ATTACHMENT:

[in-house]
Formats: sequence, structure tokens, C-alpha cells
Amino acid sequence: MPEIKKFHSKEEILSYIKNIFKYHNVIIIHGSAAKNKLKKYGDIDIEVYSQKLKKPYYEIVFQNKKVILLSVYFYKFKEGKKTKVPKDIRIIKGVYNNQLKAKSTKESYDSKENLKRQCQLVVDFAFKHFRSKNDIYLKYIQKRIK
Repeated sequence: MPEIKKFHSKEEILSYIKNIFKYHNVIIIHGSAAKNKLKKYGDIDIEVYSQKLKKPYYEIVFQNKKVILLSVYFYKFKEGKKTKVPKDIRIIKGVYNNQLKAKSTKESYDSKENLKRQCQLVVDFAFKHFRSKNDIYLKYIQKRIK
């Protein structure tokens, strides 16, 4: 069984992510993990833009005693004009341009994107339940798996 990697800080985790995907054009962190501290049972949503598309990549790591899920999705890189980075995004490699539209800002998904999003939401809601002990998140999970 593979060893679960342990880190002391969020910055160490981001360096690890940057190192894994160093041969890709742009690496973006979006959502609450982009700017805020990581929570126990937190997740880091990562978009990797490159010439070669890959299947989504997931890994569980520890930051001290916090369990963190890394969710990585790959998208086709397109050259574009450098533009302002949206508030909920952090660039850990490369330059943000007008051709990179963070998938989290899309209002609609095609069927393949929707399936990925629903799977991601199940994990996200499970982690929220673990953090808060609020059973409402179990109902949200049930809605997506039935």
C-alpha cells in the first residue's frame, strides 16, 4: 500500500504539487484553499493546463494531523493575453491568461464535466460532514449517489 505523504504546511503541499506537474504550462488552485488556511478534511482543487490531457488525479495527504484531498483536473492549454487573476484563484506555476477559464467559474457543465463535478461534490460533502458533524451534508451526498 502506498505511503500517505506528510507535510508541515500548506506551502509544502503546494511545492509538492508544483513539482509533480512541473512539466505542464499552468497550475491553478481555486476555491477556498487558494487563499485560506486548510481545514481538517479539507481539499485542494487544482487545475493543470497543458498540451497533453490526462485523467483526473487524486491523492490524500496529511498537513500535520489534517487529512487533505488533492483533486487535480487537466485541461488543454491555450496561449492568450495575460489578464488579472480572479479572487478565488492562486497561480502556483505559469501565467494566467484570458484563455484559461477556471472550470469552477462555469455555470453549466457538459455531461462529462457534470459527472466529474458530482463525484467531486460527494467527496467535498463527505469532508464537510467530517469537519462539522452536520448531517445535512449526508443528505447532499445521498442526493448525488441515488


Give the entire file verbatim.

[in-house]
Formats: sequence, structure tokens, C-alpha cells
Amino acid sequence: MPEIKKFHSKEEILSYIKNIFKYHNVIIIHGSAAKNKLKKYGDIDIEVYSQKLKKPYYEIVFQNKKVILLSVYFYKFKEGKKTKVPKDIRIIKGVYNNQLKAKSTKESYDSKENLKRQCQLVVDFAFKHFRSKNDIYLKYIQKRIK
Repeated sequence: MPEIKKFHSKEEILSYIKNIFKYHNVIIIHGSAAKNKLKKYGDIDIEVYSQKLKKPYYEIVFQNKKVILLSVYFYKFKEGKKTKVPKDIRIIKGVYNNQLKAKSTKESYDSKENLKRQCQLVVDFAFKHFRSKNDIYLKYIQKRIK
């Protein structure tokens, strides 16, 4: 069984992510993990833009005693004009341009994107339940798996 990697800080985790995907054009962190501290049972949503598309990549790591899920999705890189980075995004490699539209800002998904999003939401809601002990998140999970 593979060893679960342990880190002391969020910055160490981001360096690890940057190192894994160093041969890709742009690496973006979006959502609450982009700017805020990581929570126990937190997740880091990562978009990797490159010439070669890959299947989504997931890994569980520890930051001290916090369990963190890394969710990585790959998208086709397109050259574009450098533009302002949206508030909920952090660039850990490369330059943000007008051709990179963070998938989290899309209002609609095609069927393949929707399936990925629903799977991601199940994990996200499970982690929220673990953090808060609020059973409402179990109902949200049930809605997506039935």
C-alpha cells in the first residue's frame, strides 16, 4: 500500500504539487484553499493546463494531523493575453491568461464535466460532514449517489 505523504504546511503541499506537474504550462488552485488556511478534511482543487490531457488525479495527504484531498483536473492549454487573476484563484506555476477559464467559474457543465463535478461534490460533502458533524451534508451526498 502506498505511503500517505506528510507535510508541515500548506506551502509544502503546494511545492509538492508544483513539482509533480512541473512539466505542464499552468497550475491553478481555486476555491477556498487558494487563499485560506486548510481545514481538517479539507481539499485542494487544482487545475493543470497543458498540451497533453490526462485523467483526473487524486491523492490524500496529511498537513500535520489534517487529512487533505488533492483533486487535480487537466485541461488543454491555450496561449492568450495575460489578464488579472480572479479572487478565488492562486497561480502556483505559469501565467494566467484570458484563455484559461477556471472550470469552477462555469455555470453549466457538459455531461462529462457534470459527472466529474458530482463525484467531486460527494467527496467535498463527505469532508464537510467530517469537519462539522452536520448531517445535512449526508443528505447532499445521498442526493448525488441515488